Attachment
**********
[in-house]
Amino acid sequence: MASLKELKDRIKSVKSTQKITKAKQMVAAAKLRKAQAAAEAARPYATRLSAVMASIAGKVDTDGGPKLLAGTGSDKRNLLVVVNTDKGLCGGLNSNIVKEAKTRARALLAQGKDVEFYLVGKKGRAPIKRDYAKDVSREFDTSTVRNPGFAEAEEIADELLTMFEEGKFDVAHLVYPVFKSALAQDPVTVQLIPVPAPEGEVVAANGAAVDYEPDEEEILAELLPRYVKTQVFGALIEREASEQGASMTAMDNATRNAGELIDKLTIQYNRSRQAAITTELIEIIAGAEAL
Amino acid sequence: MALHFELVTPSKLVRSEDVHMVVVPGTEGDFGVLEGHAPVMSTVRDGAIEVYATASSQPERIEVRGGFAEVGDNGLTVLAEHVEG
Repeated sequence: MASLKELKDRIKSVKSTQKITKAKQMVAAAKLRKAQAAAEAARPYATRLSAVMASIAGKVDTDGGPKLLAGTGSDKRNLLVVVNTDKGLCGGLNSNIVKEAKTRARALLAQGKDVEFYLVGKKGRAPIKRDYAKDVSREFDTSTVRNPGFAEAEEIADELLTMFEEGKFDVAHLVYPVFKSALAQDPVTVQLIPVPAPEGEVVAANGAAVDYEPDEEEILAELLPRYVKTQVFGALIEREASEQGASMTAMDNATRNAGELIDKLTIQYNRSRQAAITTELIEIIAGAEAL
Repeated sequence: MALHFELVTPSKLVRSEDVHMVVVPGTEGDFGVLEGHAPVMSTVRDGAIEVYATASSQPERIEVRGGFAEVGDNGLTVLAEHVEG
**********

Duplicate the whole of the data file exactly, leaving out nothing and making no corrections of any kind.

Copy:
[in-house]
Amino acid sequence: MASLKELKDRIKSVKSTQKITKAKQMVAAAKLRKAQAAAEAARPYATRLSAVMASIAGKVDTDGGPKLLAGTGSDKRNLLVVVNTDKGLCGGLNSNIVKEAKTRARALLAQGKDVEFYLVGKKGRAPIKRDYAKDVSREFDTSTVRNPGFAEAEEIADELLTMFEEGKFDVAHLVYPVFKSALAQDPVTVQLIPVPAPEGEVVAANGAAVDYEPDEEEILAELLPRYVKTQVFGALIEREASEQGASMTAMDNATRNAGELIDKLTIQYNRSRQAAITTELIEIIAGAEAL
Amino acid sequence: MALHFELVTPSKLVRSEDVHMVVVPGTEGDFGVLEGHAPVMSTVRDGAIEVYATASSQPERIEVRGGFAEVGDNGLTVLAEHVEG
Repeated sequence: MASLKELKDRIKSVKSTQKITKAKQMVAAAKLRKAQAAAEAARPYATRLSAVMASIAGKVDTDGGPKLLAGTGSDKRNLLVVVNTDKGLCGGLNSNIVKEAKTRARALLAQGKDVEFYLVGKKGRAPIKRDYAKDVSREFDTSTVRNPGFAEAEEIADELLTMFEEGKFDVAHLVYPVFKSALAQDPVTVQLIPVPAPEGEVVAANGAAVDYEPDEEEILAELLPRYVKTQVFGALIEREASEQGASMTAMDNATRNAGELIDKLTIQYNRSRQAAITTELIEIIAGAEAL
Repeated sequence: MALHFELVTPSKLVRSEDVHMVVVPGTEGDFGVLEGHAPVMSTVRDGAIEVYATASSQPERIEVRGGFAEVGDNGLTVLAEHVEG